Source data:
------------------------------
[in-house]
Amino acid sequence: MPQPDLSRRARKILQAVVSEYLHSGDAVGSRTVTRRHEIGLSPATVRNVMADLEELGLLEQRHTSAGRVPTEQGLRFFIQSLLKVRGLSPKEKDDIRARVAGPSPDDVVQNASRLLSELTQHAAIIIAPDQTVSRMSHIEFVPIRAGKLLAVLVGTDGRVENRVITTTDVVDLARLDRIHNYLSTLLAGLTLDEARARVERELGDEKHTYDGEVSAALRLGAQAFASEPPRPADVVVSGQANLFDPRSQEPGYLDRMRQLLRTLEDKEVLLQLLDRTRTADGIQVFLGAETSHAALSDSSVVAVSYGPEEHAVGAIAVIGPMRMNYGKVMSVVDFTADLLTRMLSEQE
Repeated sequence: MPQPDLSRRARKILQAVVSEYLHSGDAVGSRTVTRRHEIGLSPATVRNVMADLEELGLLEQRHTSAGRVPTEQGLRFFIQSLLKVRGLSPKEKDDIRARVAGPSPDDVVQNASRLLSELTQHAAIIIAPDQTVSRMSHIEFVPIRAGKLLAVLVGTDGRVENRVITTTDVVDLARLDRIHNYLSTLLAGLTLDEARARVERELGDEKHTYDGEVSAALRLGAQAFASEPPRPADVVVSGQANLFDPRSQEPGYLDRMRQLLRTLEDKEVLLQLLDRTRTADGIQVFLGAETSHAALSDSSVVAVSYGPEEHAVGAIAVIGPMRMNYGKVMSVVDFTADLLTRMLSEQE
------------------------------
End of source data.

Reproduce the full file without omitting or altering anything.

[in-house]
Amino acid sequence: MPQPDLSRRARKILQAVVSEYLHSGDAVGSRTVTRRHEIGLSPATVRNVMADLEELGLLEQRHTSAGRVPTEQGLRFFIQSLLKVRGLSPKEKDDIRARVAGPSPDDVVQNASRLLSELTQHAAIIIAPDQTVSRMSHIEFVPIRAGKLLAVLVGTDGRVENRVITTTDVVDLARLDRIHNYLSTLLAGLTLDEARARVERELGDEKHTYDGEVSAALRLGAQAFASEPPRPADVVVSGQANLFDPRSQEPGYLDRMRQLLRTLEDKEVLLQLLDRTRTADGIQVFLGAETSHAALSDSSVVAVSYGPEEHAVGAIAVIGPMRMNYGKVMSVVDFTADLLTRMLSEQE
Repeated sequence: MPQPDLSRRARKILQAVVSEYLHSGDAVGSRTVTRRHEIGLSPATVRNVMADLEELGLLEQRHTSAGRVPTEQGLRFFIQSLLKVRGLSPKEKDDIRARVAGPSPDDVVQNASRLLSELTQHAAIIIAPDQTVSRMSHIEFVPIRAGKLLAVLVGTDGRVENRVITTTDVVDLARLDRIHNYLSTLLAGLTLDEARARVERELGDEKHTYDGEVSAALRLGAQAFASEPPRPADVVVSGQANLFDPRSQEPGYLDRMRQLLRTLEDKEVLLQLLDRTRTADGIQVFLGAETSHAALSDSSVVAVSYGPEEHAVGAIAVIGPMRMNYGKVMSVVDFTADLLTRMLSEQE